In Memoriam: Geneviève Castrée Elverum We pay tribute to Geneviève, visual artist and musician (Woelv/Ô Paon)

Photo: Jason Saul

Grief, eventually, arranges itself so as to be understandable. It settles, eventually, into an orderly sequence, a reason, a fact. This, eventually, is the sad lesson that death teaches us. Every death resolves, abyssal.

Tonight, however, I’m returning again to the beginning. I logged into my email account and searched for Geneviève’s occasional messages. A quick glance caught a “G” in the results, then I collapsed in tears. They’re lost forever, because I would’ve rather have kept a tidy inbox. Now I’m left trying to remember what we said to each other and why.

Above all, I remember her kindness. I remember her complete lack of self-promotion, her relentless humility in discussing her art, and her (always justifiably) righteous insistence that it be understood in her language and on her terms. Once, after a show, she wrote to me, “I felt like the nerd being invited to the high school prom.” I remember her disinterest in talking about gear and believing that her’s was shitty yet special, because it was haunted. I remember those mornings, too few, when I’d wake up to find her passing new music along to me, usually a day or two past its release date, with a note saying, “write about it if you’d like to.”

From the beginning, it’s been hard for me to find the words to write about Geneviève’s music. (Now, I’m truly speechless.) It’s affected me too deeply, too personally, in ways that resist analysis, abstraction, review. It has been foundational to the ways in which I came to understand the Pacific Northwest and made it home. Her music became an essential soundtrack for processing all the death I’ve come to know here, each life too young, too precious. It becomes so, again.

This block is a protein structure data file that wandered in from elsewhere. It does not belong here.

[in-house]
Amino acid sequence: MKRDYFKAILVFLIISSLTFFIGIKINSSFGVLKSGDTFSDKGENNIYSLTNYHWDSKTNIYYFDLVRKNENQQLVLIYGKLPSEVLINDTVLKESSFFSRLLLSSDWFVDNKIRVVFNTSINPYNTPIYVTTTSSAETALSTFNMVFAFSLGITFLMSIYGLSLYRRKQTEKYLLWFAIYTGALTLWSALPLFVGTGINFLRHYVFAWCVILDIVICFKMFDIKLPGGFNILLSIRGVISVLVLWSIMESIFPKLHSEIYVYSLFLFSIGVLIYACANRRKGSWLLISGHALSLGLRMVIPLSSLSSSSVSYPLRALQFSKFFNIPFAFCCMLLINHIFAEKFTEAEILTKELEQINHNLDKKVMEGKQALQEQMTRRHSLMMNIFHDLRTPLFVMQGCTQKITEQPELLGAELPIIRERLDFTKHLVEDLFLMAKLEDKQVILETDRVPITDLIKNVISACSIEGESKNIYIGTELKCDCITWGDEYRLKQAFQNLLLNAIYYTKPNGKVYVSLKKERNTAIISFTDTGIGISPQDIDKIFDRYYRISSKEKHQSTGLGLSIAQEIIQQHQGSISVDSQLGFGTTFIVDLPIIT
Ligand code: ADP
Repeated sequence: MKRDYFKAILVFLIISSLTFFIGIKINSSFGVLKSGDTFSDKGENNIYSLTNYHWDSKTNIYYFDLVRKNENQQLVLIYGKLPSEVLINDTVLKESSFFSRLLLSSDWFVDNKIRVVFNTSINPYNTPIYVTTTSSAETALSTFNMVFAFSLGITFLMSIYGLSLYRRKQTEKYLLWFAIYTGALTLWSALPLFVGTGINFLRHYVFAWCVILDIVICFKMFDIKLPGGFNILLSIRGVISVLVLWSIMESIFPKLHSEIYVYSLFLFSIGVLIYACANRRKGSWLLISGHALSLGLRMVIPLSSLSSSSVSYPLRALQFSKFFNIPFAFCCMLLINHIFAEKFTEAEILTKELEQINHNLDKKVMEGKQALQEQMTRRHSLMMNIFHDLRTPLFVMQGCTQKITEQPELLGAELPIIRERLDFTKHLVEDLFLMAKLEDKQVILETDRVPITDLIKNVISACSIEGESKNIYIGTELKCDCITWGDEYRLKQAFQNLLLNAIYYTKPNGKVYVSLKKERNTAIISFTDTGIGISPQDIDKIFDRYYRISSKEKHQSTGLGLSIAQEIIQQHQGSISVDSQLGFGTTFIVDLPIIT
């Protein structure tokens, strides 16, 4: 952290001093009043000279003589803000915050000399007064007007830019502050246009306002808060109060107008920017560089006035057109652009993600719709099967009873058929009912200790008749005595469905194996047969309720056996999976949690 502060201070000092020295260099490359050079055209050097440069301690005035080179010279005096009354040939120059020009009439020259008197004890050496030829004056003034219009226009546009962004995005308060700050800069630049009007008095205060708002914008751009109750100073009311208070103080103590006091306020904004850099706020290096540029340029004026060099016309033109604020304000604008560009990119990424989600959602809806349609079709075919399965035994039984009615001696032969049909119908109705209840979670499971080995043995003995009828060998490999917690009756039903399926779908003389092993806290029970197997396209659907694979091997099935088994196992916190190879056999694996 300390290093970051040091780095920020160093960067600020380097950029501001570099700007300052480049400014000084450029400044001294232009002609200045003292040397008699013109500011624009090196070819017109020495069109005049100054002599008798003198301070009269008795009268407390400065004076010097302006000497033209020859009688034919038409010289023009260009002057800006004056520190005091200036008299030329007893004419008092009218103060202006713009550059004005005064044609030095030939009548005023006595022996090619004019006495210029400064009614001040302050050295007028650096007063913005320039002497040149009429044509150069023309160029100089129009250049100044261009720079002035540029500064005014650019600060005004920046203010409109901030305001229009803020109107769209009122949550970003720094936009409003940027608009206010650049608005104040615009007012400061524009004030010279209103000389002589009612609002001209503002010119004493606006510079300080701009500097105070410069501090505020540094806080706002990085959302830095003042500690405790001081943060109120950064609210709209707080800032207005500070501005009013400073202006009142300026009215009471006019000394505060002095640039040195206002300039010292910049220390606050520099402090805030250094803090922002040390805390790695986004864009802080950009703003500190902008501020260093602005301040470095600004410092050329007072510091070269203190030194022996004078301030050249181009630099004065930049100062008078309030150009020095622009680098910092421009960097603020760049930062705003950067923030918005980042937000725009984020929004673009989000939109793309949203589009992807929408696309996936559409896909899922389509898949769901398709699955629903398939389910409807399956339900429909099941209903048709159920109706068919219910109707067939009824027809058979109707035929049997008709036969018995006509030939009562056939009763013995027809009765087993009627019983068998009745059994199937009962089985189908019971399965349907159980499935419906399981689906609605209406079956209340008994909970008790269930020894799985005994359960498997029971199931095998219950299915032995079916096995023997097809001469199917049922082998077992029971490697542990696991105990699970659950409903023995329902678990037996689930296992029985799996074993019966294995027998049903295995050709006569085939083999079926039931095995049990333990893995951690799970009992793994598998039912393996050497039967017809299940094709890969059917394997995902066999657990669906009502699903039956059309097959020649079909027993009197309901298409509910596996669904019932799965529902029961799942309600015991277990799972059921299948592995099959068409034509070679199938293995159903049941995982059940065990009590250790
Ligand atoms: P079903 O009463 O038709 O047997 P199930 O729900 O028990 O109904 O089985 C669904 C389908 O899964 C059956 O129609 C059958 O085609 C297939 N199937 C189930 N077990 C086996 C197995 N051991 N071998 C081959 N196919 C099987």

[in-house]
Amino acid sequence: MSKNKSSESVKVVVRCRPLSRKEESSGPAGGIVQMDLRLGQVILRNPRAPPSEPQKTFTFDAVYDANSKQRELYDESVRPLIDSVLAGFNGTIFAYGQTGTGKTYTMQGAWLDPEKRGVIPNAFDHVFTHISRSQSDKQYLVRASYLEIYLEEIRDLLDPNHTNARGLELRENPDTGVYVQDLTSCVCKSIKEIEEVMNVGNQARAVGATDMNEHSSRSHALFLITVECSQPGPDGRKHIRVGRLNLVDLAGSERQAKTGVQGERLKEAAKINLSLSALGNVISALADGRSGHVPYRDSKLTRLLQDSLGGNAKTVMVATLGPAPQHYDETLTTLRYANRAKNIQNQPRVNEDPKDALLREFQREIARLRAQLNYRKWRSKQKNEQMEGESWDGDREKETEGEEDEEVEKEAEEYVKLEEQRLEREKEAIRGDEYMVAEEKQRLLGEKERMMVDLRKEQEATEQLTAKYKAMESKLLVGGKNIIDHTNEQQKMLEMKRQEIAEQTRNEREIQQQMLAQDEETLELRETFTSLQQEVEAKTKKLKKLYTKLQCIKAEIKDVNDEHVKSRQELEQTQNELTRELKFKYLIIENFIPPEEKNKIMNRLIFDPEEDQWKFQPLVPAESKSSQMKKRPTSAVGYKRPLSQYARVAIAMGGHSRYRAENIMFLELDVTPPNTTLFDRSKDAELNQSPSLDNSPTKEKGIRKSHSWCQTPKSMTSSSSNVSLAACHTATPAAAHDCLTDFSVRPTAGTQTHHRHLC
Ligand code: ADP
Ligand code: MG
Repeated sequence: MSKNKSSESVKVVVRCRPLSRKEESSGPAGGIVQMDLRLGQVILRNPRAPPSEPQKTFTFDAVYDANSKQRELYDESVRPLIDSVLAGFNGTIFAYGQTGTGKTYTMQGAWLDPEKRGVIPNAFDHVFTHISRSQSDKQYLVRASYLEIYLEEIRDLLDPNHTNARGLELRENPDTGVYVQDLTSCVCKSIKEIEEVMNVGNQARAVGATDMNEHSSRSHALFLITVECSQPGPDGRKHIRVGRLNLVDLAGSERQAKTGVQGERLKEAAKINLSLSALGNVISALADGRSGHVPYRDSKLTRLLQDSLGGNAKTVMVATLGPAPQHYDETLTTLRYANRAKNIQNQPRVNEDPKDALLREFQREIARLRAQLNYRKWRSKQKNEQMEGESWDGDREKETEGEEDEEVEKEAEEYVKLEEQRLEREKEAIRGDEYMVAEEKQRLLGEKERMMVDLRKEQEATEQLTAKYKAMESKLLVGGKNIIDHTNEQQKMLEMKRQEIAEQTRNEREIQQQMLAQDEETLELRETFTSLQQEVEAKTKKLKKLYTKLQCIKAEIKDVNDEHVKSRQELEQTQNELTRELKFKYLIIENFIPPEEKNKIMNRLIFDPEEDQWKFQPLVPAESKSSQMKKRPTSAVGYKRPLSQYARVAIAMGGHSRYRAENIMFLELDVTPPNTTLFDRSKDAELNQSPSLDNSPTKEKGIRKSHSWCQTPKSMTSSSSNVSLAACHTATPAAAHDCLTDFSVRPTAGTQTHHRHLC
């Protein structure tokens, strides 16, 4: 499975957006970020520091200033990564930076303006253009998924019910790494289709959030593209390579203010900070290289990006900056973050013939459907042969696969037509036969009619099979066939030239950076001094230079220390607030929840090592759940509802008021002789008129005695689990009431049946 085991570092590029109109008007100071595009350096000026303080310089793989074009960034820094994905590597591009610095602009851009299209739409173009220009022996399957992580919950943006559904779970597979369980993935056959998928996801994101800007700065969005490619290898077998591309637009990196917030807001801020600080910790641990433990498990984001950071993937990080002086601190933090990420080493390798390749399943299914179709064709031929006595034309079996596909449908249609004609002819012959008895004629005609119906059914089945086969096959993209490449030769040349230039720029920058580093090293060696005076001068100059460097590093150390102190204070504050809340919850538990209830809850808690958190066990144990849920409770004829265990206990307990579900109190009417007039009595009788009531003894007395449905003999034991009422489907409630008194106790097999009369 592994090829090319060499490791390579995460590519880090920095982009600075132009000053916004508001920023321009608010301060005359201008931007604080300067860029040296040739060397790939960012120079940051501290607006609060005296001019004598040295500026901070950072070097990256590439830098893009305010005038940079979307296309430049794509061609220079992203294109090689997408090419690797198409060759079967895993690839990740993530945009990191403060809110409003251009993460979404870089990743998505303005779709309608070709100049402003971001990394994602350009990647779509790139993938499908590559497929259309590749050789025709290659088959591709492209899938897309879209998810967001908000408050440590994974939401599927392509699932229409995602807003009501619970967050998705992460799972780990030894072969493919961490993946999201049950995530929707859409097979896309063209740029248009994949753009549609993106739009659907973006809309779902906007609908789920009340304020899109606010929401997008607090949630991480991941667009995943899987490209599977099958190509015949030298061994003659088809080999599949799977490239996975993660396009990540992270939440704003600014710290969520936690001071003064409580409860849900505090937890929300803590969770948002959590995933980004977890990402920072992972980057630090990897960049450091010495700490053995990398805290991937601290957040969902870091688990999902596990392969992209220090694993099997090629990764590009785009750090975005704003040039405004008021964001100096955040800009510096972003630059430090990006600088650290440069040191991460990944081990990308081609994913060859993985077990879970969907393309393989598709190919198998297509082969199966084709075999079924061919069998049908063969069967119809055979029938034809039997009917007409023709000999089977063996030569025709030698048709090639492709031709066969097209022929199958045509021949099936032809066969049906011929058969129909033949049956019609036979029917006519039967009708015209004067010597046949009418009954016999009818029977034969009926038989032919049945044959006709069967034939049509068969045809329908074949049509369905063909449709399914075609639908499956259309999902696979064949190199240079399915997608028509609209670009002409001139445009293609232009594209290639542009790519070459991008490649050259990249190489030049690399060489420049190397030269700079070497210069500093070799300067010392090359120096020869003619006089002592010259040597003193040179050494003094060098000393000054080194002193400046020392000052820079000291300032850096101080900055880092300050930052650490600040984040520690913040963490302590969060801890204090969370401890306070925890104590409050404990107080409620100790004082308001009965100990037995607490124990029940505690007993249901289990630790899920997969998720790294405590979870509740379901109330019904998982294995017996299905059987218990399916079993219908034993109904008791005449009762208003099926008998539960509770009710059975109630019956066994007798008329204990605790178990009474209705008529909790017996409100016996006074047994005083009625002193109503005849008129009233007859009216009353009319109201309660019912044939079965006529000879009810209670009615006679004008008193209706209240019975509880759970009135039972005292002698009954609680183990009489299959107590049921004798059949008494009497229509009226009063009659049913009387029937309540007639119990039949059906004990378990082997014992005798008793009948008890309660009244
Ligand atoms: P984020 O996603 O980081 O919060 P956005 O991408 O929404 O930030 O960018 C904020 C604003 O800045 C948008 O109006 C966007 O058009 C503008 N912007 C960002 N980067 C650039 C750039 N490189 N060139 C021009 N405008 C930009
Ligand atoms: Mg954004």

The last time I saw her play was, unfortunately, her last show — well over a year ago. It was cold and raining. It was a miserable, early spring in Portland. Geneviève was performing new songs to a largely inattentive audience. It was, as always, an amazing balance of ferocity and fragility. She was totally committed. Madison from Cloud Rat spoke to the crowd afterward and told the people there that they didn’t know what they were missing. They didn’t.

I still remember vividly the first time I saw Geneviève play, at the Port Warehouse in Anarcortes during What the Heck? Fest in July of 2009. Through the floorboards, you could hear the water shift heavily about; below all of us was the deep, the dark. In front of us, Geneviève performed an incantatory exorcism. I sat in restless awe for the entire set. When it was over, I felt like I had survived something.

After her set, I remember rushing like a little kid to the merch table to buy everything of Geneviève’s that I could. Phil Elverum was working at the table, alone. He proudly handed me everything and told me about everything: the music, the collaborations, the art (of which she was most proud, for which she always labored meticulously, up through the end). He sang understated praises about her, her work, all of it, with a smile you will only ever see, only ever know, as that indescribable smile of love. He handed me everything, and I haven’t stopped listening.

Requiem in pace.




Geneviève’s book Susceptible from Drawn & Quarterly
"Mask of the Mother," 2007 Ink, watercolor on paper 7" x 10"


Please consider donating to the GoFundMe campaign started by Phil Elverum.

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